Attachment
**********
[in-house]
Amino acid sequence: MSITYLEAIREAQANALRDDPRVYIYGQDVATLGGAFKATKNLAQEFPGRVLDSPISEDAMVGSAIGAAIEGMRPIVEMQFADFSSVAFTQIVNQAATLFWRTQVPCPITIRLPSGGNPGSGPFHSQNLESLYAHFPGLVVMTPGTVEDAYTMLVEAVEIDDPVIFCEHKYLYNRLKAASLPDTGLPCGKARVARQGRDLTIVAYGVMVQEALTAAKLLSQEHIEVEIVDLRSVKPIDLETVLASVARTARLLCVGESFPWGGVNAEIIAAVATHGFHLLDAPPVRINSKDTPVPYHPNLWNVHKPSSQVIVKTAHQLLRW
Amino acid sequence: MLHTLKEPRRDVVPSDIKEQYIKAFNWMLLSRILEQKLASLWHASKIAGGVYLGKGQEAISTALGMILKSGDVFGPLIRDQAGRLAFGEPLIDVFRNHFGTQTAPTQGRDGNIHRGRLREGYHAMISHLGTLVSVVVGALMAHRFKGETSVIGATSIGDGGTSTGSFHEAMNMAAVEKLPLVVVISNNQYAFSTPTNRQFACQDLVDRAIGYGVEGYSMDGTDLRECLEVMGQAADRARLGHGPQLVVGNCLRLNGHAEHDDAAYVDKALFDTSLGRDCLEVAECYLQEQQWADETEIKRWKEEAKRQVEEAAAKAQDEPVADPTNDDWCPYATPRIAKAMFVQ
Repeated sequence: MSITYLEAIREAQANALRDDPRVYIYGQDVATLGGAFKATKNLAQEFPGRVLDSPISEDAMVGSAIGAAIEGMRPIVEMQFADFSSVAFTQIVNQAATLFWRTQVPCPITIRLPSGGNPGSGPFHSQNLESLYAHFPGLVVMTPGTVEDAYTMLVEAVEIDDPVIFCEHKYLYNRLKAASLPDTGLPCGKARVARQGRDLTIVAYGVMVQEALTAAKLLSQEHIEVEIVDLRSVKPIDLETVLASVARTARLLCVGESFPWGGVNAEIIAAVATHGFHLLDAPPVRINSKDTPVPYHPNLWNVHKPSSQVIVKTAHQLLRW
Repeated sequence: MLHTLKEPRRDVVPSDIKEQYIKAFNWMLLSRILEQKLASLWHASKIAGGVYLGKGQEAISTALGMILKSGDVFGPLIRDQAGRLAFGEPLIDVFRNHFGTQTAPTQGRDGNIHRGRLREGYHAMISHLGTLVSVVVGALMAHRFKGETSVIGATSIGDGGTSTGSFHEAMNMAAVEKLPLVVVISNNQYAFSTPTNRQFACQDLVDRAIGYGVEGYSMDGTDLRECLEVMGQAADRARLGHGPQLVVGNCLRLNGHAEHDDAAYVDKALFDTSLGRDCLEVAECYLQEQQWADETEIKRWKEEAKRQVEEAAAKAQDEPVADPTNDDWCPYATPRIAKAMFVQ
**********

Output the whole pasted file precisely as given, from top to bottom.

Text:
[in-house]
Amino acid sequence: MSITYLEAIREAQANALRDDPRVYIYGQDVATLGGAFKATKNLAQEFPGRVLDSPISEDAMVGSAIGAAIEGMRPIVEMQFADFSSVAFTQIVNQAATLFWRTQVPCPITIRLPSGGNPGSGPFHSQNLESLYAHFPGLVVMTPGTVEDAYTMLVEAVEIDDPVIFCEHKYLYNRLKAASLPDTGLPCGKARVARQGRDLTIVAYGVMVQEALTAAKLLSQEHIEVEIVDLRSVKPIDLETVLASVARTARLLCVGESFPWGGVNAEIIAAVATHGFHLLDAPPVRINSKDTPVPYHPNLWNVHKPSSQVIVKTAHQLLRW
Amino acid sequence: MLHTLKEPRRDVVPSDIKEQYIKAFNWMLLSRILEQKLASLWHASKIAGGVYLGKGQEAISTALGMILKSGDVFGPLIRDQAGRLAFGEPLIDVFRNHFGTQTAPTQGRDGNIHRGRLREGYHAMISHLGTLVSVVVGALMAHRFKGETSVIGATSIGDGGTSTGSFHEAMNMAAVEKLPLVVVISNNQYAFSTPTNRQFACQDLVDRAIGYGVEGYSMDGTDLRECLEVMGQAADRARLGHGPQLVVGNCLRLNGHAEHDDAAYVDKALFDTSLGRDCLEVAECYLQEQQWADETEIKRWKEEAKRQVEEAAAKAQDEPVADPTNDDWCPYATPRIAKAMFVQ
Repeated sequence: MSITYLEAIREAQANALRDDPRVYIYGQDVATLGGAFKATKNLAQEFPGRVLDSPISEDAMVGSAIGAAIEGMRPIVEMQFADFSSVAFTQIVNQAATLFWRTQVPCPITIRLPSGGNPGSGPFHSQNLESLYAHFPGLVVMTPGTVEDAYTMLVEAVEIDDPVIFCEHKYLYNRLKAASLPDTGLPCGKARVARQGRDLTIVAYGVMVQEALTAAKLLSQEHIEVEIVDLRSVKPIDLETVLASVARTARLLCVGESFPWGGVNAEIIAAVATHGFHLLDAPPVRINSKDTPVPYHPNLWNVHKPSSQVIVKTAHQLLRW
Repeated sequence: MLHTLKEPRRDVVPSDIKEQYIKAFNWMLLSRILEQKLASLWHASKIAGGVYLGKGQEAISTALGMILKSGDVFGPLIRDQAGRLAFGEPLIDVFRNHFGTQTAPTQGRDGNIHRGRLREGYHAMISHLGTLVSVVVGALMAHRFKGETSVIGATSIGDGGTSTGSFHEAMNMAAVEKLPLVVVISNNQYAFSTPTNRQFACQDLVDRAIGYGVEGYSMDGTDLRECLEVMGQAADRARLGHGPQLVVGNCLRLNGHAEHDDAAYVDKALFDTSLGRDCLEVAECYLQEQQWADETEIKRWKEEAKRQVEEAAAKAQDEPVADPTNDDWCPYATPRIAKAMFVQ